North Harbour Family Violence Prevention Project
This project is run by a sister organisation:'North Harbour Living Without Violence Collective Inc.' Their website says it is:
"a community organisation based in Takapuna, Auckland, New Zealand. Our main purposes are to intervene in and stop men's violence against women, children and other men, to support and empower women and to promote their safety from men's violence. We have a strong belief that intervention work to reduce and/or stop family violence is best carried out within a co-ordinated community approach. In this we are supported by the key survivor agencies on the North Shore."
However, organisations and individuals with a male perspective are systematically excluded from the "co-ordinated community approach". The NHLWVC are in deep denial about the extent and impact of female violence.
Picture: gender-biased poster at North Shore Family Court (April 2002) touting for business. No help is offered for men.
In the January 1998 edition of MENZ Issues I reported on attending a meeting of the NHFVPP, a pro-feminist group set up to network with and inform various agencies dealing with domestic violence. However, at the Feb 5th event it was announced that henceforth the meetings would be open to Project members only. At a subsequent meeting with the local Safer Communities Council (who were providing the funding), Project co-ordinator Reese Helmondollar explained to the Council how silencing and excluding opposing voices is crucial to the successful advancement of the pro-feminist agenda. He also claimed repeatedly that the Project is simply "implementing official government policy", providing an interesting insight into his organisation's perception of how extensively radical-feminist hegemony has been achieved.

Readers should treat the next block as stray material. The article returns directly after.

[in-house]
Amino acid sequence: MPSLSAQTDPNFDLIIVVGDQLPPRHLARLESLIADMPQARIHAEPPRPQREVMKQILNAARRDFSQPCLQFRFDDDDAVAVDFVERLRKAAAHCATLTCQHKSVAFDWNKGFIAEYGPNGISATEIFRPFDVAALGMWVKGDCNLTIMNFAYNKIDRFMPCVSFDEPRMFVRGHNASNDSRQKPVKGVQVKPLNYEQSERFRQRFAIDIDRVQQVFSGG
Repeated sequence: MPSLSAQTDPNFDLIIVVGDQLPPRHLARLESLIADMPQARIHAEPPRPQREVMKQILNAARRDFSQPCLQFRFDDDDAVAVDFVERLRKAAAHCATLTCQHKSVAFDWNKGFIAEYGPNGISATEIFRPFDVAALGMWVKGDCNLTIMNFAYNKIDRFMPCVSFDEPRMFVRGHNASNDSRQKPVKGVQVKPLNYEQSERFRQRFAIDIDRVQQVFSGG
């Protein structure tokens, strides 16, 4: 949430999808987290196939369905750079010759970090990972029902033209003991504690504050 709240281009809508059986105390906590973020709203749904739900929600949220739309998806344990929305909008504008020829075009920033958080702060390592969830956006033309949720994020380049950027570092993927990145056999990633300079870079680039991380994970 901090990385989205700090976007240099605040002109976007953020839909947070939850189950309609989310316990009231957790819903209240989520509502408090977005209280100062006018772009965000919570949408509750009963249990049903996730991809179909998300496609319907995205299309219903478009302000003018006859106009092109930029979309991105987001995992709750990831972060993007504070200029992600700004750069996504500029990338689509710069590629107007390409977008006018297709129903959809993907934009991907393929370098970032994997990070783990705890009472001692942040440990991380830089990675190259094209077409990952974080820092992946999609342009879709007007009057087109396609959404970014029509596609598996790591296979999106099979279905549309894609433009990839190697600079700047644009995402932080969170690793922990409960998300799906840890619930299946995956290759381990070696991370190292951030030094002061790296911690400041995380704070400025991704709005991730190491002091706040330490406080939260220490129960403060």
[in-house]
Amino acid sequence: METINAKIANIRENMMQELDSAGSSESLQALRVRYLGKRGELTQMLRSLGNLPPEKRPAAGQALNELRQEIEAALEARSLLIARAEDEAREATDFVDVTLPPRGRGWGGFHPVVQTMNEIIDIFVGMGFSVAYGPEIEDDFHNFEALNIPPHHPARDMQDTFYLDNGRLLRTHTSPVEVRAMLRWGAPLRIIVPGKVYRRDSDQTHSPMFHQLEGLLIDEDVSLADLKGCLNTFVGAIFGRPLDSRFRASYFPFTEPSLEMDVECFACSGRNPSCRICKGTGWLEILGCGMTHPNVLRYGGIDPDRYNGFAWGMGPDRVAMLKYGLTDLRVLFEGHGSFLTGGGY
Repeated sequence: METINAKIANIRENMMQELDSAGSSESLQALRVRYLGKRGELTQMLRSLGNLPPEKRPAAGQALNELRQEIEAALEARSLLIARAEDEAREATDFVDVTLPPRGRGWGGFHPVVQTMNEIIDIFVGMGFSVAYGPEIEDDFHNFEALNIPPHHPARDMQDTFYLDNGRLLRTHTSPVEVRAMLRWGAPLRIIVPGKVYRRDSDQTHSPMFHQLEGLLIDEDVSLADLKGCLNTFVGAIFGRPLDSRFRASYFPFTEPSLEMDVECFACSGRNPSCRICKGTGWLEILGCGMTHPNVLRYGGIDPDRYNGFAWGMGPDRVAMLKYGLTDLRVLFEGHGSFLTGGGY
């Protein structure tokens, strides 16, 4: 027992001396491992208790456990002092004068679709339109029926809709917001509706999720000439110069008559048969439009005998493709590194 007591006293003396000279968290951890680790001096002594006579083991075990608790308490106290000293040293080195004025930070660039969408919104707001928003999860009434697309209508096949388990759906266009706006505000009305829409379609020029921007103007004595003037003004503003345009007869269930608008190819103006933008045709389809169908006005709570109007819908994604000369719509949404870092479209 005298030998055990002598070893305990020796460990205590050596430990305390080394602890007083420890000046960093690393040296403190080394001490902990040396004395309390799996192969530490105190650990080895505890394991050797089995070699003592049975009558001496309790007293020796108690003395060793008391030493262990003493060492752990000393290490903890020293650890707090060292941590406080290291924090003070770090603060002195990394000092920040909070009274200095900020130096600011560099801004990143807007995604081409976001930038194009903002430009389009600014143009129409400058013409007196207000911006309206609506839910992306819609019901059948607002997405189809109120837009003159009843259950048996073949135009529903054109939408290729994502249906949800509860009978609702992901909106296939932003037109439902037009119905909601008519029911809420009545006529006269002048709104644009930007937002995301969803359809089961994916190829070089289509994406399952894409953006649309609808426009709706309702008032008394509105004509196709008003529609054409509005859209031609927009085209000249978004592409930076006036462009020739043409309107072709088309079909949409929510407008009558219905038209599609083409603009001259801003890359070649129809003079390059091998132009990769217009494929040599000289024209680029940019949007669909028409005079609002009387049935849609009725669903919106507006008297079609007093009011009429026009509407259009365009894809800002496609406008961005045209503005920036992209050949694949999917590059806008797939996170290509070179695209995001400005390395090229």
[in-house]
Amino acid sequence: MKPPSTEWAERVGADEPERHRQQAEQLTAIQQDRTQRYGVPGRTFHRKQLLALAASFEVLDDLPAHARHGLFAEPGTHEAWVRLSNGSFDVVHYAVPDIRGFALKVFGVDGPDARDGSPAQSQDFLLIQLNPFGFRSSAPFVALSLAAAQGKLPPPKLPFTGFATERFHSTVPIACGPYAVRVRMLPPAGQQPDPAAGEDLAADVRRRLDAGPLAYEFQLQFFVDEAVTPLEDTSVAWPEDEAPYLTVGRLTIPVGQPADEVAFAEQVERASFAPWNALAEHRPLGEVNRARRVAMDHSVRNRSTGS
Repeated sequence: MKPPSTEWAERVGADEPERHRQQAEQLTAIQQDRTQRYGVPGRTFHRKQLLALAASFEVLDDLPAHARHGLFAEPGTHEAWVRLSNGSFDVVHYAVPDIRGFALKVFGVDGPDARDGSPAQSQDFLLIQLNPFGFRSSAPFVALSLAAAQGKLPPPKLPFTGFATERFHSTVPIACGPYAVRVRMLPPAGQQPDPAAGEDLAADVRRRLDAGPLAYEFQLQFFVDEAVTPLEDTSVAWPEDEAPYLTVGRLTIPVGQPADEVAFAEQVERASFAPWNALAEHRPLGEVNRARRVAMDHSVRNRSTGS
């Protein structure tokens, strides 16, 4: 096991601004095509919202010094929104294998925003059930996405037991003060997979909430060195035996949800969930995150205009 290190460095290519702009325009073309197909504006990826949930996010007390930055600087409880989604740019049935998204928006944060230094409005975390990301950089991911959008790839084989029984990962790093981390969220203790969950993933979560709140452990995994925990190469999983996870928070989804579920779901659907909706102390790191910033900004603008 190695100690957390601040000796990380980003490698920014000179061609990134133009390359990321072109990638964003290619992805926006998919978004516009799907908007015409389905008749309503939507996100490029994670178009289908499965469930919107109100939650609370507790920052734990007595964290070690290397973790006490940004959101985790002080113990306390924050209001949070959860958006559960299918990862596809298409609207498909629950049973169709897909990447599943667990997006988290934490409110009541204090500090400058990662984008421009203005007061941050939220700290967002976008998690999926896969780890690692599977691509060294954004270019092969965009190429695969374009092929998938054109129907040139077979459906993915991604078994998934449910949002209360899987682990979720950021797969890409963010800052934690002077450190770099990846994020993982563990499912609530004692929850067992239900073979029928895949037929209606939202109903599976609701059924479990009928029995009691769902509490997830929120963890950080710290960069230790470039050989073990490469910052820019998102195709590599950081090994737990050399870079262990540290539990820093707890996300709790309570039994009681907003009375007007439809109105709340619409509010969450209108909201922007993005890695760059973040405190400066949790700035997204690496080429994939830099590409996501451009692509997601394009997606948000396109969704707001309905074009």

Report on Research Project: 'From Abuse To Family Strength'. At a presentation made at a NHFVPP meeting on 4th Dec 1997, we heard that the Health Research Council of New Zealand is spending $320,000 over three years to pay 6 part time female researchers (equivalent to 3.1 full time) to follow the progress of 40 women, all who have recently left their relationships, for two years. Discussing the study's objectives, one presenter told us: "Leaving needs to be made easier, to reduce reliance on heterosexual partnerships."
"Male Victims Just a Drop in the Bucket"
In early 1999 SafeNet and the North Harbour Family Violence Prevention Project distributed 25,000 cards containing emergency help lines across the North Shore. The cards will also have information about various support agencies. Project co-ordinator Margie Keys said that forms of abuse are outlined, including verbal, isolation, physical, cultural, sexual and emotional abuse, as well as intimidation and 'assuming authority'. Although the Men's Centre North Shore phone number appeared on a draft version of the card, it was removed from the final version after "much consideration, consultation and thoughts with organisations and agencies throughout the city," according to SafeNet chairperson Jill Nerheny. Ms Keys admitted that there are some male victims of domestic violence, but said that they are just "a drop in the bucket compared to the number of women who are affected."
At the 1999 AGM of the National Network of Stopping Violence Services, Reese Helmondollar was deeply involved in some highly questionable political manipulations within that organisation.
Cash for Violence Counselling In May 2001 the North Harbour Living Without Violence Collective scored a $105,000 contract from Child Youth and Family to provide a free counselling program for young witnesses of domestic violence.
Another protest by fathers against NHFVPP took place on 7th of March 2002.